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Article first published in July 2007, updated May 2019

In 2007, people wanted to know how to use GIFs in email, so we ran a test and this is what we found. But as you can imagine, plenty has changed since then.

In fact, so much has changed we’ve updated our results for animated GIF support in email in our latest post. But plenty of what makes for good email is still just as true today as it was then.

Here are the updated takeaways that will help you use GIFs in email so they will be most effective and bring in stellar results for your email marketing campaigns.

Some advice for using GIFs in email

Here are some helpful tips for you regarding the use of animated GIFs:

Don’t forget about accessibility.

If you use animated images to tell a story, ensure everyone gets the message. Consider those with visual impairments, slow connections, and those who pay per kilobyte on their mobile devices.

In some cases, the problem of accessibility may deter content creators from using an animated GIF in email. If all your reader sees is the first frame because their connection can’t play the rest, they may be confused about what they’re seeing.

If an email client supports GIFs, it doesn’t automatically mean the user’s internet connection can handle it, or whether the data usage will be worth it for the reader.

If accessibility is a fear, consider an option that makes subtle use of animations.

This Chanel email uses gifs well

Source: Chanel

The shadow of trees swaying in the breeze isn’t that burdensome of an animation, but it succeeds in creating an atmosphere and getting the point across.

Learn from history.

Just like email marketing evolves, so does graphic design. What worked a couple decades ago is antiquated by today’s standards. As the above example demonstrates, less can be more. Even when GIFs are extravagant in their design, those that scream “Hey, look at me,” are sometimes better left out.

The danger of those over-the-top animations is that they come off as too pitchy. They have all the finesse of an overzealous salesman, and a try-hard attitude can easily repel people who would’ve otherwise been interested in your content.

There’s also the issue of the animations overshadowing the actual content. If you want to create animated GIFs, you should keep restraint and balance in mind.

Just because you can, doesn’t mean you should.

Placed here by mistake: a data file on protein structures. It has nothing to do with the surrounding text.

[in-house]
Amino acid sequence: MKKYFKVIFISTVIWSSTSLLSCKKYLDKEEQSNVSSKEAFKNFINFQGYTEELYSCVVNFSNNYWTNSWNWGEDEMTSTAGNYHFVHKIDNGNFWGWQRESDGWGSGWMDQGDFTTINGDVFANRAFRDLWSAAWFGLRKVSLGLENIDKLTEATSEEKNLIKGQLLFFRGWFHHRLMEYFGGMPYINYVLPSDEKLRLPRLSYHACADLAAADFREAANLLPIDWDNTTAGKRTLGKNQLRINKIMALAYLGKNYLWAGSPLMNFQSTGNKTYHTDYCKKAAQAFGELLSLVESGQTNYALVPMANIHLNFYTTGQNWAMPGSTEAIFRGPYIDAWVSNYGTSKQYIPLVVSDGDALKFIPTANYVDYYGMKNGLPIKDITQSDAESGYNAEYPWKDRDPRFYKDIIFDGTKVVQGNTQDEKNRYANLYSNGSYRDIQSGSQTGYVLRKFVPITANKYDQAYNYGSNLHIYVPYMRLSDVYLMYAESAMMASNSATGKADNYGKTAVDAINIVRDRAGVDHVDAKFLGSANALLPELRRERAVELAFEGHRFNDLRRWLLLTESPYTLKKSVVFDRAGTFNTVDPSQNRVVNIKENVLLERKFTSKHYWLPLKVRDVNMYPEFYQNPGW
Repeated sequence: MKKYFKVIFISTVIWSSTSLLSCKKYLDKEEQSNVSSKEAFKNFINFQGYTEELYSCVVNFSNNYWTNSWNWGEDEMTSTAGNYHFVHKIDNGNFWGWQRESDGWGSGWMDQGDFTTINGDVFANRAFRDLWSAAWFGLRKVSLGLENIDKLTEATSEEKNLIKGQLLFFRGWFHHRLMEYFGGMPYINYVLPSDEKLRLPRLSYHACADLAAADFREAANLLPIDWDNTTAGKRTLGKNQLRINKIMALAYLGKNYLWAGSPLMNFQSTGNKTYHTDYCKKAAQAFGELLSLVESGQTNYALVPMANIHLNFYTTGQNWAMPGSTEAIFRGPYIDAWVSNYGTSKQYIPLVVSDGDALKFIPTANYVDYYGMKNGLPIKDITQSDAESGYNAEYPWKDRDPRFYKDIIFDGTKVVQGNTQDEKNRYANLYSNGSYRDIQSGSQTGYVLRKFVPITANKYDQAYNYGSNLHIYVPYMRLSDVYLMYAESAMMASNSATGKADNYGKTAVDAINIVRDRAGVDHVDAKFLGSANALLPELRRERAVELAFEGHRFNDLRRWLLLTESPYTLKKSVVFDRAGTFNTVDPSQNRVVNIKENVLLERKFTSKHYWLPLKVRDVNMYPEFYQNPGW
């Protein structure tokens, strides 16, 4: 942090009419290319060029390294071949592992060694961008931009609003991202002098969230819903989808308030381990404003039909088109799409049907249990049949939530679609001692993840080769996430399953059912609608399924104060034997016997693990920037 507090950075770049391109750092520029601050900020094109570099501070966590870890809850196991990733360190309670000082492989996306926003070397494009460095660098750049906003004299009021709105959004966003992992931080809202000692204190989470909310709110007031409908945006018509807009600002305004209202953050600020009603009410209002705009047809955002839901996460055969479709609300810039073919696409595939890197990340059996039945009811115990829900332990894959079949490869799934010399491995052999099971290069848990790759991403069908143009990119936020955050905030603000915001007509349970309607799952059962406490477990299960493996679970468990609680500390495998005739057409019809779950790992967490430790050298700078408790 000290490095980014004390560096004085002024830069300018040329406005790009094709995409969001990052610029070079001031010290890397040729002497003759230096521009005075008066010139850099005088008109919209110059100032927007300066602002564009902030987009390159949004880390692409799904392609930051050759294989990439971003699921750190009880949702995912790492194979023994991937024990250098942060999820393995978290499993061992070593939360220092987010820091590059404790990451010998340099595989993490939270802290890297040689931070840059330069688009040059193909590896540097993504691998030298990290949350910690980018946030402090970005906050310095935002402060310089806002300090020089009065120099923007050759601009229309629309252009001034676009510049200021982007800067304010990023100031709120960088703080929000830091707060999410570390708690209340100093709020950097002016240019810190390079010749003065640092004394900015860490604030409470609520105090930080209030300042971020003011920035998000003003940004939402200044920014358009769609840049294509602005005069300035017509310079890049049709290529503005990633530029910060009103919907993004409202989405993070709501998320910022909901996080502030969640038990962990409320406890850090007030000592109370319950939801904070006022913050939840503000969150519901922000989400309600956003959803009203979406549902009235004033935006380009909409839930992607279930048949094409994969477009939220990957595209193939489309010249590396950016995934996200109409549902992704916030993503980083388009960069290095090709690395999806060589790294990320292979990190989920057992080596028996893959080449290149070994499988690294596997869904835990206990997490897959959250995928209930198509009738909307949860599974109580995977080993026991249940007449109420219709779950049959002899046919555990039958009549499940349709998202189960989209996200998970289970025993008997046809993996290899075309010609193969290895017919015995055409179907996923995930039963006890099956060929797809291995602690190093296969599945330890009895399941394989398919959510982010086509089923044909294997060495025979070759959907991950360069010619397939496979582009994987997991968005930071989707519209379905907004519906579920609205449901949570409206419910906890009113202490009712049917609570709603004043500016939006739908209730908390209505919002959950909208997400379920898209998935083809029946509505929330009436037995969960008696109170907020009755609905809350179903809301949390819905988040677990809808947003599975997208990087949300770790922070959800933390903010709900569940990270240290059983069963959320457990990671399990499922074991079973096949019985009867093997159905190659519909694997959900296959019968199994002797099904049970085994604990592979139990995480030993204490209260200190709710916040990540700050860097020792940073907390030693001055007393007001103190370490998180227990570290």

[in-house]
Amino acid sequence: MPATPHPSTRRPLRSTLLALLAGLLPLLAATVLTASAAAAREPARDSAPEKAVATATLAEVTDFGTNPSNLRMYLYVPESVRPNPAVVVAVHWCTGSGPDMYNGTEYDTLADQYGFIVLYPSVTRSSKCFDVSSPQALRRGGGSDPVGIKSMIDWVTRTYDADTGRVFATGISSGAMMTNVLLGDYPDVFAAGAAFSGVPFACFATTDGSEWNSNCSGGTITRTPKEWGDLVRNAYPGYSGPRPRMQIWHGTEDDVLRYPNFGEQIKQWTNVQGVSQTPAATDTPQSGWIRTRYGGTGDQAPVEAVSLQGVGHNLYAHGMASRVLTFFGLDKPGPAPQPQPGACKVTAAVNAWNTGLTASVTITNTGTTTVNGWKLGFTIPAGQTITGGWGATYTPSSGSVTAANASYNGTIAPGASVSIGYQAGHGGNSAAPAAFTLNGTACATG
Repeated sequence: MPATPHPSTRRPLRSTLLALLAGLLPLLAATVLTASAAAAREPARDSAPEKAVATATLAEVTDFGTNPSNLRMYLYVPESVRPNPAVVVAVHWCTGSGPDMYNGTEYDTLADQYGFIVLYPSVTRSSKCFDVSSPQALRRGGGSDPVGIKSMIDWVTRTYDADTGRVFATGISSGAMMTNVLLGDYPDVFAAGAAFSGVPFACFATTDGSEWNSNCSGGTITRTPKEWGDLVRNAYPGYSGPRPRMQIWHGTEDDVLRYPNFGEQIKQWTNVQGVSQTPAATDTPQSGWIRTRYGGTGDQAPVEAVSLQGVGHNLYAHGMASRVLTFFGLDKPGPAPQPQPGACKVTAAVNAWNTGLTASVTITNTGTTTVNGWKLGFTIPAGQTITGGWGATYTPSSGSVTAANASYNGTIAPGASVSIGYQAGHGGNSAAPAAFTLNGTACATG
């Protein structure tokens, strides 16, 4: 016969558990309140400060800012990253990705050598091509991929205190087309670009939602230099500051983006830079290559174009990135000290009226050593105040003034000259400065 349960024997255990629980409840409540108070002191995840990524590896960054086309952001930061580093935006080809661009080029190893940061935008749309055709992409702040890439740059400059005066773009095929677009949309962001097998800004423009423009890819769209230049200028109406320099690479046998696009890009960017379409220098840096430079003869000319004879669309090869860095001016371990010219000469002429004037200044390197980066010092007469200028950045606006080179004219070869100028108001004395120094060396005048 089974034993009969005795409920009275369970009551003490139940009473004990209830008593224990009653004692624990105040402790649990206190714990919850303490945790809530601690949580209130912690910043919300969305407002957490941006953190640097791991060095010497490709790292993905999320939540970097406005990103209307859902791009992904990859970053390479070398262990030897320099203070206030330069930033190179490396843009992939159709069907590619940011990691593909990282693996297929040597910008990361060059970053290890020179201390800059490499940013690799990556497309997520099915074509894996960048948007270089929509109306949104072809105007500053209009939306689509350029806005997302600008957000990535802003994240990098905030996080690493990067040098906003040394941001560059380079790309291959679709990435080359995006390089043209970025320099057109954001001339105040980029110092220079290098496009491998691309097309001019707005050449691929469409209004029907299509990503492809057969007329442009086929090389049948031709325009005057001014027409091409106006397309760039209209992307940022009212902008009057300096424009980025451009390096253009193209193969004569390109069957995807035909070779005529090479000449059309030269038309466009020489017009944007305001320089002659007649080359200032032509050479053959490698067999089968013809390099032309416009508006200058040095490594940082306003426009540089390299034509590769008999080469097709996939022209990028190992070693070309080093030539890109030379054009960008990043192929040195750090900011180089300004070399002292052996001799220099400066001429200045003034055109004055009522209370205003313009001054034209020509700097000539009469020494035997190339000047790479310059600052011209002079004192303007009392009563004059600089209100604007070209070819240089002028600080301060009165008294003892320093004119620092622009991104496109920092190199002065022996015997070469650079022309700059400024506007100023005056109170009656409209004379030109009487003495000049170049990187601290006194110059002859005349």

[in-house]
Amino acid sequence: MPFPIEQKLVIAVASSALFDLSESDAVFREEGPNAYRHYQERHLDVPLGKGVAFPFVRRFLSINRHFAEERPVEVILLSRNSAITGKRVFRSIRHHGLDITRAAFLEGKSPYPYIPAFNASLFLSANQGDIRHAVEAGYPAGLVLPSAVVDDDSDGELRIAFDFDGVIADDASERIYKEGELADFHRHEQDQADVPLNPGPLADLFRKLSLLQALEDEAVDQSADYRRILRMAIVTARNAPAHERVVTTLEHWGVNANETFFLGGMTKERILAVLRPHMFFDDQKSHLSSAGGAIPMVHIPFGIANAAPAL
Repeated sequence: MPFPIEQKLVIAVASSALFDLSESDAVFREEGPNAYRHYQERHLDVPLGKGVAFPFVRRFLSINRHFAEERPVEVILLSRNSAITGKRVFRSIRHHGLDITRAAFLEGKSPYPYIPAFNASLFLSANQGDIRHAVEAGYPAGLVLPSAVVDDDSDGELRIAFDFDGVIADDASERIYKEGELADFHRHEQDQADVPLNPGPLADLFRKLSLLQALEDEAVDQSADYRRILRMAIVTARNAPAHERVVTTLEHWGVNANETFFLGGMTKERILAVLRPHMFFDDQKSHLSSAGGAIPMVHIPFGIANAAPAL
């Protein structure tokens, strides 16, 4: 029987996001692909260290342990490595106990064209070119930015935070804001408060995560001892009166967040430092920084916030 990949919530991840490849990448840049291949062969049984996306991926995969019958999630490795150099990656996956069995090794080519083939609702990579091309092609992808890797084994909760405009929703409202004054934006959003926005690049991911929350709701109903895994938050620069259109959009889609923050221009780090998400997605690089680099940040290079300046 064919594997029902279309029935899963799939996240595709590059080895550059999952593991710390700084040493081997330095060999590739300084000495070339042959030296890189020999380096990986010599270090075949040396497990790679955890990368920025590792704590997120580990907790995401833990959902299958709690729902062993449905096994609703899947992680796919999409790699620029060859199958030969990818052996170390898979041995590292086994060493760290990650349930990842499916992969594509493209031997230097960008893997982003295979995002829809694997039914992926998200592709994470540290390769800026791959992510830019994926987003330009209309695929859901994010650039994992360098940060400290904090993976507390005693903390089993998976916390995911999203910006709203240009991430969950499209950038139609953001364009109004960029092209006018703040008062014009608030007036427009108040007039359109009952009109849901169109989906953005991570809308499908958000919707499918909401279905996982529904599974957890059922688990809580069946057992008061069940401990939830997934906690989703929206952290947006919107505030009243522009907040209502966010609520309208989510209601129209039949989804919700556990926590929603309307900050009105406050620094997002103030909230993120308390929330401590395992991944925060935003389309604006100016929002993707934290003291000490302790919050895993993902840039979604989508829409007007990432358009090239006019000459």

An animated email can be great at getting a reader’s attention. However, that doesn’t mean you should make your email animated just for the sake of it.

Animations should only be used where applicable. How do you tell? Does the email lack that creative factor and need something to give it a little more impact? In that case, using an animation could be a smart move.

You should also use them if the situation calls for it. If you reference a phrase or something similar that is represented in a popular GIF, it’s a good chance to use one.

Be creative.

Just as any tool in web design, you can use animated GIFs to enhance our message in non-invasive ways.

The essence of creativity in marketing lies in complimenting the content, not overshadowing it. So, if you have an email that could be animated, think creatively on how to do it.

an animated gif in this email increases engagement

Source: Boden

The static image is appealing enough as is, with the creative use of perspective and diverse color pallet. Adding animation to it, in a limited amount, keeps your interest.

The creative aspect of this graphic is that each message will appear in the central spot at some point. More likely, a reader will want to look through and see each one, solely because of the way the GIF presents the information.

The use of an animated GIF in email marketing is a delicate art to master, but, once you do find the right approach, the possibilities are limitless.

Original post from 2007:

I’m not one for Flash, but many web designers obviously use it. Some for interactivity and others for animation. In the web environment, the latter is a replacement for animation formats of days old: animated GIFs. But Flash isn’t supported in the email environment, so for web designers accustomed to using animation to communicate a message are left searching for alternatives. Enter animated GIFs.

I’m not going to argue about whether animated GIFs are a sufficient replacement for Flash or whether they are the devil or anything else of that nature. Rather, I’m simply going to share what I’ve learned about support for them in the email environment. The results are dizzying, so try to keep up.

The results

Every single email client I tested supports animated GIFs. Well, except for one: Outlook 2007. Big surprise. Though if you carefully plan your animation, this news may not be so bad. Outlook 2007 displays the first frame of the GIF as a static image. So if your first frame works as a static image, you are in good shape.

Wrap up

When used properly, GIFs can be very effective in email marketing. Most popular clients used today support them and the ways they can enhance your content are vast.

In order to use this media type effectively, use it in moderation and only when the content calls for it. You should also get creative with using GIFs as you get more comfortable with it.

Want to get inventive with your animation use? Check out how we did it.

This blog provides general information and discussion about email marketing and related subjects. The content provided in this blog ("Content”), should not be construed as and is not intended to constitute financial, legal or tax advice. You should seek the advice of professionals prior to acting upon any information contained in the Content. All Content is provided strictly “as is” and we make no warranty or representation of any kind regarding the Content.
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